Document Detail

Biological and environmental initial conditions shape the trajectories of cognitive and social-emotional development across the first years of life.
MedLine Citation:
PMID:  19120428     Owner:  NLM     Status:  MEDLINE    
Human development is thought to evolve from the dynamic interchange of biological dispositions and environmental provisions; yet the effects of specific biological and environmental birth conditions on the trajectories of cognitive and social-emotional growth have rarely been studied. We observed 126 children at six time-points from birth to 5 years. Intelligence, maternal sensitivity, and child social engagement were repeatedly tested. Effects of neonatal vagal tone (VT) and maternal postpartum depressive symptoms on growth-rates were assessed. Cognitive development showed a substantial growth-spurt between 2 and 5 years and social engagement increased rapidly across the first year and more gradually thereafter. VT improved cognitive and social-emotional growth-rates across the first year, whereas maternal depressive symptoms interfered with growth from 2 to 5 years. Differences between infants with none, one, or two non-optimal birth conditions increased with age. Findings shed light on the dynamics of early development as it is shaped by biological and environmental initial conditions.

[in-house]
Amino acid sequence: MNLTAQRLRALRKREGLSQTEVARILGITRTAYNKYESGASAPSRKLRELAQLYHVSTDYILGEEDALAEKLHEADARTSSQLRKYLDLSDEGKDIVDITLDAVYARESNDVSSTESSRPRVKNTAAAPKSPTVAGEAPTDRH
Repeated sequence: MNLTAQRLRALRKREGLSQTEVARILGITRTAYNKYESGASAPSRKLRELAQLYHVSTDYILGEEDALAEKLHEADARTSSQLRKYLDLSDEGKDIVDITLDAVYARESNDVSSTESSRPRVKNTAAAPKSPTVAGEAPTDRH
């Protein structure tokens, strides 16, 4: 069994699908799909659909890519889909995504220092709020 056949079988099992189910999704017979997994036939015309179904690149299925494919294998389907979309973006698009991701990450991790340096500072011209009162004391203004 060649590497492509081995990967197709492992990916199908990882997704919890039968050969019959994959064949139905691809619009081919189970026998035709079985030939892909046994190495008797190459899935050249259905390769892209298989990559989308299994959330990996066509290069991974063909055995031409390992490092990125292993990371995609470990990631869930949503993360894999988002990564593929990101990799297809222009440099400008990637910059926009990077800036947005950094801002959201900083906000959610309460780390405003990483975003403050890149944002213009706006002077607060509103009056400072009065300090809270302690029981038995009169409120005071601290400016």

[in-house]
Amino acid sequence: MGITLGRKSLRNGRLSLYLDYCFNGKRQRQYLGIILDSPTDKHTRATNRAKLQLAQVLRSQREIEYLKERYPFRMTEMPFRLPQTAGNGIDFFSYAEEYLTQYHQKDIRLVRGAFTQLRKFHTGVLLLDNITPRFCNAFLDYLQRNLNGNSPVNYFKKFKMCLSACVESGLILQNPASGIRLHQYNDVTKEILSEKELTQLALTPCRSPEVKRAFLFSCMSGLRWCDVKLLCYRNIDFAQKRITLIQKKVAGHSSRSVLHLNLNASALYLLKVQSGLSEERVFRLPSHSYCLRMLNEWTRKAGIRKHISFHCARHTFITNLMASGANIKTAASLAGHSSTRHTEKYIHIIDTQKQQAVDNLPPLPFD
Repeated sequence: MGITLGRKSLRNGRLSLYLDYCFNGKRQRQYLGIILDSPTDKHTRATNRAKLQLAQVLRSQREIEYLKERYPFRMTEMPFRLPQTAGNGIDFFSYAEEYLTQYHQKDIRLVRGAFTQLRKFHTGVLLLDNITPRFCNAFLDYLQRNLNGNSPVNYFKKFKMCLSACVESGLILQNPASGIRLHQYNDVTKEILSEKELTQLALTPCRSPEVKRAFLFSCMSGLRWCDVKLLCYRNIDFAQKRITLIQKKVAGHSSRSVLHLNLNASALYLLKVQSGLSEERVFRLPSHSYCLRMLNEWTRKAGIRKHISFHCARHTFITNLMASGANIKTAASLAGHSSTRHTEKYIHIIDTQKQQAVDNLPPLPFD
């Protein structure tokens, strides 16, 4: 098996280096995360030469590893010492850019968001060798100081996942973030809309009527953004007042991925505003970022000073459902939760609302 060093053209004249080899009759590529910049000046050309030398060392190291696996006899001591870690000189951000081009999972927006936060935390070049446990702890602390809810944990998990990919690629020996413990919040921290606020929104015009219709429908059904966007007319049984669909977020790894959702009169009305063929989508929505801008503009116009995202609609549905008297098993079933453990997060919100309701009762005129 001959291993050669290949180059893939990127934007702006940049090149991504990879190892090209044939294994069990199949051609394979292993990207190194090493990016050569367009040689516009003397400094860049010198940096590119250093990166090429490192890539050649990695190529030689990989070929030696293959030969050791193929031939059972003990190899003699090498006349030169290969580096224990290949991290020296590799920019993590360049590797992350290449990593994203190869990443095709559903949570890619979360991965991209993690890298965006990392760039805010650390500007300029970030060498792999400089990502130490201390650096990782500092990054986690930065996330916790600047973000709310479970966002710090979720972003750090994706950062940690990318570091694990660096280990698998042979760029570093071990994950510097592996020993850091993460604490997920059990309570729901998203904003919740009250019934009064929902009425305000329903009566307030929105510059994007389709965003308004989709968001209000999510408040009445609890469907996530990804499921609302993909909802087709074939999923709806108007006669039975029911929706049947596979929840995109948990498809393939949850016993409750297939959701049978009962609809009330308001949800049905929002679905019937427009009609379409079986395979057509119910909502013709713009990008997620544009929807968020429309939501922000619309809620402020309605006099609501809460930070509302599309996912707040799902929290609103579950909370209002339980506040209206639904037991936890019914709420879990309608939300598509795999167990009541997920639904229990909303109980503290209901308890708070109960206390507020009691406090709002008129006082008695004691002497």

Ruth Feldman; Arthur I Eidelman
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Publication Detail:
Type:  Journal Article    
Journal Detail:
Title:  Developmental science     Volume:  12     ISSN:  1467-7687     ISO Abbreviation:  Dev Sci     Publication Date:  2009 Jan 
Date Detail:
Created Date:  2009-01-05     Completed Date:  2009-02-19     Revised Date:  -    
Medline Journal Info:
Nlm Unique ID:  9814574     Medline TA:  Dev Sci     Country:  England    
Other Details:
Languages:  eng     Pagination:  194-200     Citation Subset:  IM    
Department of Psychology and the Gonda Brain Sciences Center, Bar-Ilan University, Israel.
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MeSH Terms
Child Development / physiology*
Child, Preschool
Cognition / physiology*
Depression / psychology*
Emotions / physiology*
Mother-Child Relations
Social Change
Social Environment

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